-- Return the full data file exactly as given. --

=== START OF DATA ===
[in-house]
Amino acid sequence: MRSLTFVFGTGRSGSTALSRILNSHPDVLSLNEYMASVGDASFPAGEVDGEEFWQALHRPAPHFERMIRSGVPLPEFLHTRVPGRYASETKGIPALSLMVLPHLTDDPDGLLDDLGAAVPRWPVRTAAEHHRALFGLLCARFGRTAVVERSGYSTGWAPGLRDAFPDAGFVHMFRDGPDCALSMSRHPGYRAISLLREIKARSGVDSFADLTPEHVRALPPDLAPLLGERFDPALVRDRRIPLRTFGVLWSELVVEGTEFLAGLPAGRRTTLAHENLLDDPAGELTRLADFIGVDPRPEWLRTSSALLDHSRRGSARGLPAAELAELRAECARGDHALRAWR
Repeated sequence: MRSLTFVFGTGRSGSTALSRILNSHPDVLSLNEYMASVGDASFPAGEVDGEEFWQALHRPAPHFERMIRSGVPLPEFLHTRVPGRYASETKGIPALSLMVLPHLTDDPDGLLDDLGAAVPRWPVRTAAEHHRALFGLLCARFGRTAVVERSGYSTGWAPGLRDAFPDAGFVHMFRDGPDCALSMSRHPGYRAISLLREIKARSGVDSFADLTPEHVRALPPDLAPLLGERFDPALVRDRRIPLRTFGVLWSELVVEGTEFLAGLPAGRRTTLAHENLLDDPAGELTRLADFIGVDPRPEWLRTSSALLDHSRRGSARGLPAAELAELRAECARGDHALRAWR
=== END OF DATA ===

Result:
[in-house]
Amino acid sequence: MRSLTFVFGTGRSGSTALSRILNSHPDVLSLNEYMASVGDASFPAGEVDGEEFWQALHRPAPHFERMIRSGVPLPEFLHTRVPGRYASETKGIPALSLMVLPHLTDDPDGLLDDLGAAVPRWPVRTAAEHHRALFGLLCARFGRTAVVERSGYSTGWAPGLRDAFPDAGFVHMFRDGPDCALSMSRHPGYRAISLLREIKARSGVDSFADLTPEHVRALPPDLAPLLGERFDPALVRDRRIPLRTFGVLWSELVVEGTEFLAGLPAGRRTTLAHENLLDDPAGELTRLADFIGVDPRPEWLRTSSALLDHSRRGSARGLPAAELAELRAECARGDHALRAWR
Repeated sequence: MRSLTFVFGTGRSGSTALSRILNSHPDVLSLNEYMASVGDASFPAGEVDGEEFWQALHRPAPHFERMIRSGVPLPEFLHTRVPGRYASETKGIPALSLMVLPHLTDDPDGLLDDLGAAVPRWPVRTAAEHHRALFGLLCARFGRTAVVERSGYSTGWAPGLRDAFPDAGFVHMFRDGPDCALSMSRHPGYRAISLLREIKARSGVDSFADLTPEHVRALPPDLAPLLGERFDPALVRDRRIPLRTFGVLWSELVVEGTEFLAGLPAGRRTTLAHENLLDDPAGELTRLADFIGVDPRPEWLRTSSALLDHSRRGSARGLPAAELAELRAECARGDHALRAWR